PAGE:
Dispersed Camping Guidelines
What is Dispersed Camping?
Many people enjoy the solitude and primitive experience of camping away from developed campgrounds and other campers. Dispersed camping is the term used for camping anywhere in the National Forest OUTSIDE of a designated campground. Dispersed camping means no services; such as trash removal, and little or no facilities; such as tables and fire pits, are provided. Some popular dispersed camping areas may have toilets.
There are extra responsibilities and skills that are necessary for dispersed camping. It is your responsibility to know these before you try this new experience. Camping rules and regulations apply to make your experience safe, and to keep the natural resources scenic and unspoiled for other campers.
Rules for Dispersed Camping
Groups of over 75 people who wish to use the forest, need to obtain a special use permit. There is no fee and permits can be obtained at the nearest District Office.
You need to be self-contained. No amenities are provided; such as water, restrooms or trash cans.
You may camp in a dispersed area for up to 16 days. After 16 days, you must move at least 5 road miles for camping in another dispersed area. Campers may not return to the same campsite within the calendar year.
Please place your campsite at least 100 feet from any stream or other water source.
Keep a Pack-In Pack-Out camp. Follow Leave No Trace guidelines.
Contact the local Forest Service office to see if any restrictions, especially fire restrictions are in place.
Be Bear Aware. There are bears on the National Forest, so camp accordingly.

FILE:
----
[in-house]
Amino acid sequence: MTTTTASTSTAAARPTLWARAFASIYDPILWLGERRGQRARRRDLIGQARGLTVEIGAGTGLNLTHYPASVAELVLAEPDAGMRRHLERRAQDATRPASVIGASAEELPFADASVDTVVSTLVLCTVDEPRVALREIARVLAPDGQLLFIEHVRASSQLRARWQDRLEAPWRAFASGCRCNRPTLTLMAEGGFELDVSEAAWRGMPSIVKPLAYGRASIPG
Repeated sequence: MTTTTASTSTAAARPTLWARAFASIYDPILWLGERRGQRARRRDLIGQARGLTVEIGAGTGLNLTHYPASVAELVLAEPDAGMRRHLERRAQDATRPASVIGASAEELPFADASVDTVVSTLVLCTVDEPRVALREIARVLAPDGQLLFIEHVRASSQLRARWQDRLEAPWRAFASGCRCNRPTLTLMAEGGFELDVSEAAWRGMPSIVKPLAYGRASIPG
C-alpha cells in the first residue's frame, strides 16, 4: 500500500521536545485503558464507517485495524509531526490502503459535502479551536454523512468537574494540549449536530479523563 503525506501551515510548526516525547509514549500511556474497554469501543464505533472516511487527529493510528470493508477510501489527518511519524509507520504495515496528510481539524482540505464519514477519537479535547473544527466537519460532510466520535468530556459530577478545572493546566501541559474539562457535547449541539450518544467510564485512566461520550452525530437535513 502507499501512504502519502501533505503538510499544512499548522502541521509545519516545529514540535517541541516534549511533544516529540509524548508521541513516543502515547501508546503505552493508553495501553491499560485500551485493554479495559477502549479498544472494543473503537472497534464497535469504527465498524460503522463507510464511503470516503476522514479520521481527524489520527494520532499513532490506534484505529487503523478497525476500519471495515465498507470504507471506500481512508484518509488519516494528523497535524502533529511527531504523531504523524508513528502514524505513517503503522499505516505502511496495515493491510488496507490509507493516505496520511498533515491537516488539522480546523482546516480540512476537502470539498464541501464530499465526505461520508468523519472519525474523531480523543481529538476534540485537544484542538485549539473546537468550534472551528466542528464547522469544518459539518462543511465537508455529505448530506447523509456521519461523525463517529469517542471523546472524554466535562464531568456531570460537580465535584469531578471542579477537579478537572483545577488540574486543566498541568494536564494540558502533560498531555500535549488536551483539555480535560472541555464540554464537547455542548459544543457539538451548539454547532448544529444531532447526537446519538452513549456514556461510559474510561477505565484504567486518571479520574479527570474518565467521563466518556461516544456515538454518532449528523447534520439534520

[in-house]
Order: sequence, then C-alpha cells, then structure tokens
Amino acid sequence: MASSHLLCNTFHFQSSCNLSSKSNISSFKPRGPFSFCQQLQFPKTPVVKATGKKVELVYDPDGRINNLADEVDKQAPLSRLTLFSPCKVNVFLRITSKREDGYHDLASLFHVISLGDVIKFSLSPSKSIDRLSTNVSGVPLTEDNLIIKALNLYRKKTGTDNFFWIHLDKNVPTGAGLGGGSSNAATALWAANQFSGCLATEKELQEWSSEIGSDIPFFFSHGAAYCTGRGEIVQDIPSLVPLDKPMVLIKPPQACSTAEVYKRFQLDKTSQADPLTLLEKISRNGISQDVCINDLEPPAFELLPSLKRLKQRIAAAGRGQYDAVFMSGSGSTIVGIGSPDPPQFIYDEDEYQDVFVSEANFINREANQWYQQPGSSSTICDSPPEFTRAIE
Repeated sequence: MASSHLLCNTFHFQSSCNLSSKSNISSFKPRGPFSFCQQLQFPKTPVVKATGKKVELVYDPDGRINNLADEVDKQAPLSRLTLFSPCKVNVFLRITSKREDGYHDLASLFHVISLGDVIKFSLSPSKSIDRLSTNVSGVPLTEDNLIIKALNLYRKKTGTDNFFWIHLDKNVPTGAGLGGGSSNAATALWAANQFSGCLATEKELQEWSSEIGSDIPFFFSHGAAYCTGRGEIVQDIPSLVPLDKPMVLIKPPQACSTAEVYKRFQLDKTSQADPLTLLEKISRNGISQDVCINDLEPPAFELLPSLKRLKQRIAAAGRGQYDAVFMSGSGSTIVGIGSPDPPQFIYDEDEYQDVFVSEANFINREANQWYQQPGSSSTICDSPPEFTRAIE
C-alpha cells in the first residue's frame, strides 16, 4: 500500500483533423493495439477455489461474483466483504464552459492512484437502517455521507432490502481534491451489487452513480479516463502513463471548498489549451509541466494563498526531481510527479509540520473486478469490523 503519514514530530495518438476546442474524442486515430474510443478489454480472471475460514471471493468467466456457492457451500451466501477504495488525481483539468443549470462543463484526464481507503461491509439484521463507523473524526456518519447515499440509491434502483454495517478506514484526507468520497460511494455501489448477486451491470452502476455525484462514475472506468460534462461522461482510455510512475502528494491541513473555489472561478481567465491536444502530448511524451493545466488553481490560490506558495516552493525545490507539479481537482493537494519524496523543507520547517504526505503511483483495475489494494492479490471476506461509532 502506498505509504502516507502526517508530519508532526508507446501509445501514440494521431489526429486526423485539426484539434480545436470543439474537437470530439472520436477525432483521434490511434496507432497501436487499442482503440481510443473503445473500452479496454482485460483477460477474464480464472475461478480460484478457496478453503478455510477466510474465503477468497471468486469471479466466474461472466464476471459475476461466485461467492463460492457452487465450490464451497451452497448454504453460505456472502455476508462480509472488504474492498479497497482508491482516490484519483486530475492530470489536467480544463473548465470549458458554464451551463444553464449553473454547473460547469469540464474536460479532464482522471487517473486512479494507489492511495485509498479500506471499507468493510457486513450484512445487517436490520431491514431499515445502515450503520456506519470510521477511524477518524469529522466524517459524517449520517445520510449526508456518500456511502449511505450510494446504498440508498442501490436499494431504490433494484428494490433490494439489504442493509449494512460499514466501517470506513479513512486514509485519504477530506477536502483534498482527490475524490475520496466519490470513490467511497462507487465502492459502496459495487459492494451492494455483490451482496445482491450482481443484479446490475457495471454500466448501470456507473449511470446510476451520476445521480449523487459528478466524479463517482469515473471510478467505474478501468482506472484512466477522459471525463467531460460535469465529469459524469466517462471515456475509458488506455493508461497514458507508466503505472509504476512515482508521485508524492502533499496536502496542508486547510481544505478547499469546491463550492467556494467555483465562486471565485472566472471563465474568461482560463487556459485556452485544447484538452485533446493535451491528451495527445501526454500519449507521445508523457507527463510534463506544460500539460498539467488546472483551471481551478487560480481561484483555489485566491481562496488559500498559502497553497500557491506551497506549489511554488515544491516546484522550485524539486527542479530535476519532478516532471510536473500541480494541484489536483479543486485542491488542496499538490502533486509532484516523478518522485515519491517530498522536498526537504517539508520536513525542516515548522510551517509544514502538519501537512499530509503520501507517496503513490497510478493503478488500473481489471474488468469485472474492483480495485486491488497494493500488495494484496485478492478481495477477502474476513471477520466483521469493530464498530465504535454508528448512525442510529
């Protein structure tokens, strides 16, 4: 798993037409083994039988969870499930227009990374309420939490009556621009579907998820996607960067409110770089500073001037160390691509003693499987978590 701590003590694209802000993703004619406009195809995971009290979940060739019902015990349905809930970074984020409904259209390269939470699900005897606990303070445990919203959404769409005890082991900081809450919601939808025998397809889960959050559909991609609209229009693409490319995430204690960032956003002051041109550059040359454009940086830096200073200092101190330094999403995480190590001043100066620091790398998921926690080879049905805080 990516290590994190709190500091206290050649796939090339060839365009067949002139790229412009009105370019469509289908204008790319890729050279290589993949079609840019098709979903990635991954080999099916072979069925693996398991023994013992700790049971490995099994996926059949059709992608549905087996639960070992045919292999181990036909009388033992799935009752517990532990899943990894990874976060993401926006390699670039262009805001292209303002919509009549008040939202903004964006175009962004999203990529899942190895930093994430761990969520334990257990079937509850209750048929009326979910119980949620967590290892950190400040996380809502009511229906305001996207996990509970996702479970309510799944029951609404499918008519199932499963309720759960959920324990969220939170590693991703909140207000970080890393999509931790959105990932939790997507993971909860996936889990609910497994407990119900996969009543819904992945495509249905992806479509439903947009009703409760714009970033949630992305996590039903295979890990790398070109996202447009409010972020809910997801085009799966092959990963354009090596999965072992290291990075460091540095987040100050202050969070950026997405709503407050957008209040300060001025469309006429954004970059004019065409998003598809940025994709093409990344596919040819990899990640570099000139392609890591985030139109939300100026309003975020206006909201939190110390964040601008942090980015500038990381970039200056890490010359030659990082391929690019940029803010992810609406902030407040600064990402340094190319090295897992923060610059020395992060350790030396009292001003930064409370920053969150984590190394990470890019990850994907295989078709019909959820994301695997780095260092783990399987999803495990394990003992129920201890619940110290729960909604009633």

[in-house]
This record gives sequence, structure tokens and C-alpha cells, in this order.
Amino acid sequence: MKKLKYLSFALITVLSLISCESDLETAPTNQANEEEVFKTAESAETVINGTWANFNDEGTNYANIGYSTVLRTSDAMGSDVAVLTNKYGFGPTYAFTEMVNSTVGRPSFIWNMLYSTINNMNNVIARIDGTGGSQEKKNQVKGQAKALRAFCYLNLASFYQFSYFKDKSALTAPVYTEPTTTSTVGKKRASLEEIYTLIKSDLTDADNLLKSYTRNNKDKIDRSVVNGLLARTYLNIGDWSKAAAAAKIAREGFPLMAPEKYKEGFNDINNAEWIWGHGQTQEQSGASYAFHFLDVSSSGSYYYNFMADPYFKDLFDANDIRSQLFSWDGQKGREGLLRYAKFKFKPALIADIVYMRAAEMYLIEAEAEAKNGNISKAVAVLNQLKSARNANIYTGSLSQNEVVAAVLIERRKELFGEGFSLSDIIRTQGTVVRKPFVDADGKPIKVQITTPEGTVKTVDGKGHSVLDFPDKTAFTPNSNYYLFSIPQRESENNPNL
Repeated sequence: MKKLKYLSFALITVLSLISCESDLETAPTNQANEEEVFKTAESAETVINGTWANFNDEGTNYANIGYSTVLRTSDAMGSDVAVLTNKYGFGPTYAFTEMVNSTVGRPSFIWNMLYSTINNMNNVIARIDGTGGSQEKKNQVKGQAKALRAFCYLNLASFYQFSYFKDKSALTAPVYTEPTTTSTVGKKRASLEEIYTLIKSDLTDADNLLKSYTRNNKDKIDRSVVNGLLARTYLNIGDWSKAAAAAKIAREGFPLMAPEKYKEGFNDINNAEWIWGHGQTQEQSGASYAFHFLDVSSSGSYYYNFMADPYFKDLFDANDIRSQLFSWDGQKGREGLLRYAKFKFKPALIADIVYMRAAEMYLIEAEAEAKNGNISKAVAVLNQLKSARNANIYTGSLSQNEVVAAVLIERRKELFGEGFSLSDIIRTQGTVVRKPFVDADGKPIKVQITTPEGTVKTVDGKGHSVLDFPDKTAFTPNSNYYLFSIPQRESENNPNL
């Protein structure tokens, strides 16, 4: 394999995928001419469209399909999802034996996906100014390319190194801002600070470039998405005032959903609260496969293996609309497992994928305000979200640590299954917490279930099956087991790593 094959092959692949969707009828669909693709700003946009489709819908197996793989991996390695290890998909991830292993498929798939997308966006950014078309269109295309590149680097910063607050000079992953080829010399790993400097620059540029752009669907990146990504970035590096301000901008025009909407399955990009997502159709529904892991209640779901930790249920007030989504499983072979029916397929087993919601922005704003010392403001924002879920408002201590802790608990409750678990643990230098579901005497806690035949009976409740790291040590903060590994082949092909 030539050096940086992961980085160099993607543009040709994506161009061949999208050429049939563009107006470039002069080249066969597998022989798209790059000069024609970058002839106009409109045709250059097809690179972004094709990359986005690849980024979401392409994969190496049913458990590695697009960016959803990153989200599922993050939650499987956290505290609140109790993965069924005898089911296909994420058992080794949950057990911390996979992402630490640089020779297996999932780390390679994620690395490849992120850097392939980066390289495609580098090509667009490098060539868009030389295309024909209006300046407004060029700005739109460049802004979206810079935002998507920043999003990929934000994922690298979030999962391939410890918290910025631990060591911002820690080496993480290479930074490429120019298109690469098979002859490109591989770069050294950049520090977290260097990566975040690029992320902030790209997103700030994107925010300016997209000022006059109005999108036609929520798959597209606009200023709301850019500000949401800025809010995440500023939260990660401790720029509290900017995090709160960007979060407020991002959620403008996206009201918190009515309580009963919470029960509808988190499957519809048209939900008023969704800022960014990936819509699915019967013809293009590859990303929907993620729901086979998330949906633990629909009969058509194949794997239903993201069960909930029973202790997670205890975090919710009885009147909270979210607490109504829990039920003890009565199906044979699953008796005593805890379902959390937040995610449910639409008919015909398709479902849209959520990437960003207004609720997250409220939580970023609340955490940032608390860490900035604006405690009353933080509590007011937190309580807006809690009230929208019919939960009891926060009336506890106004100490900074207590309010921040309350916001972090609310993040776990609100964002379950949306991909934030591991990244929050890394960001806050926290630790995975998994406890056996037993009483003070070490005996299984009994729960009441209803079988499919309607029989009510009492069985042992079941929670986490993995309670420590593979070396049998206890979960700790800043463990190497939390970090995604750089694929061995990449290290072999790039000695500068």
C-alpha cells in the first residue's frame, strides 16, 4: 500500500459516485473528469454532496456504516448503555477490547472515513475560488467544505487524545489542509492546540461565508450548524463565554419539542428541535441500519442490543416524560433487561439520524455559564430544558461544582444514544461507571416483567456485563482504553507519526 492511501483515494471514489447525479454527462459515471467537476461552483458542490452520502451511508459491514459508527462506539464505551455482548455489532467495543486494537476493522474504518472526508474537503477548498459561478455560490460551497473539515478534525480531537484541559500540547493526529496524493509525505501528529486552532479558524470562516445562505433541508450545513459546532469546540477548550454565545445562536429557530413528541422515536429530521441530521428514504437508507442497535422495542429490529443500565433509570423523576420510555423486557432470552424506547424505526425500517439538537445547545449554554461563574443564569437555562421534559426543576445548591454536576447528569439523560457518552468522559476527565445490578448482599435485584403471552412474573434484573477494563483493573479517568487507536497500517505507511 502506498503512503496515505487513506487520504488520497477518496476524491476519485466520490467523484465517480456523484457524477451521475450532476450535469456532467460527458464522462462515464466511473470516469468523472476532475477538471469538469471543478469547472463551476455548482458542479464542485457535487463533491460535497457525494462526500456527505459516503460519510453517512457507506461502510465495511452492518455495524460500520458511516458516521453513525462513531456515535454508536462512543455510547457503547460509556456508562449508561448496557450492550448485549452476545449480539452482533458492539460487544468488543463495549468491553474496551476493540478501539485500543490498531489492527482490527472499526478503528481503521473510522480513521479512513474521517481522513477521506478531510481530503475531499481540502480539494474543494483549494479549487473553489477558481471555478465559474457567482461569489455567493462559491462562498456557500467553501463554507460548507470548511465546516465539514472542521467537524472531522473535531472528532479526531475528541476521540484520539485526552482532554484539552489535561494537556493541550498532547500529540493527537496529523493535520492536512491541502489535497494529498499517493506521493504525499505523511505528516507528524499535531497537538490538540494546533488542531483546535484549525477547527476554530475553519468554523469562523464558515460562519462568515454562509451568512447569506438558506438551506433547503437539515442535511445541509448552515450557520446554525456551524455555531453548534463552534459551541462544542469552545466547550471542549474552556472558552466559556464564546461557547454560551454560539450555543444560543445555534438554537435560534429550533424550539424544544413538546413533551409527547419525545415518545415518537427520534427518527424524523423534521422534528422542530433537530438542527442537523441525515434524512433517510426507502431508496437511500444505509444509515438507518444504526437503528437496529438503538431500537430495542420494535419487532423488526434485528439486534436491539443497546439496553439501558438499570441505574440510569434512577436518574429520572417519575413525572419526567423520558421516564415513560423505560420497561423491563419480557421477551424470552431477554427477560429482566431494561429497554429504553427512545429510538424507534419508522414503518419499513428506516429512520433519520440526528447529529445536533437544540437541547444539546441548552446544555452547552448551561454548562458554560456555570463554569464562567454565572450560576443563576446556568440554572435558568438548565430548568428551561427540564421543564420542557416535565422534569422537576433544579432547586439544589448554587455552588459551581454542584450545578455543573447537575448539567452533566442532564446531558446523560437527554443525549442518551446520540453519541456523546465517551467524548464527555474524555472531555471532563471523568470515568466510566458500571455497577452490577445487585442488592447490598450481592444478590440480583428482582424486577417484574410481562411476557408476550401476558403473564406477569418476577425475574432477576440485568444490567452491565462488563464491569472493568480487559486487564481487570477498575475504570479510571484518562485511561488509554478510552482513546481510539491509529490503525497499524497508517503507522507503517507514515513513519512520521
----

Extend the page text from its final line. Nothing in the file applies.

Where Can I Disperse Camp?
The best way to find out what areas are open to dispersed camping is to contact the nearest Forest Service office to the area you wish to visit. Typically, dispersed camping is NOT allowed in the vicinity of developed recreation areas such as campgrounds, picnic areas, or trailheads. Many people drive out on Forest Service roads into the woods and find a clearing or a spot near a stream or with a view of the mountains. Do not drive on meadows to access your camping site. Drive on existing roads to prevent resource damage. Dispersed camping is allowed in a one-mile perimeter away from campgrounds and 100 feet from any stream. To prevent resource damage please keep your campsite within 150 feet from a roadway.
How to Pick a Campsite
If you are going to an area where others have camped before, pick a site that has been used before. Plants, soil and wildlife are impacted by new campsites so using existing ones will minimize your impact in the forest. If there is no existing campsite, then follow these Leave No Trace guidelines.
Camp on bare soil if possible, to avoid damage or killing plants and grass.
Do NOT camp within 100 feet of any water source, plants near water are especially fragile.
Do not camp in the middle of a clearing or meadow; try to make your campsite less visible so that other visitors will see a "wild" setting
Do not try to level or dig trenches in the ground at your campsite. Pick a tent site that is already level with good drainage.
Can I have a campfire?
Please use existing sites and fire rings. Wood permits are not needed for usage on the forest. If wood is transported home for personal use, pick up a permit at the nearest District Office.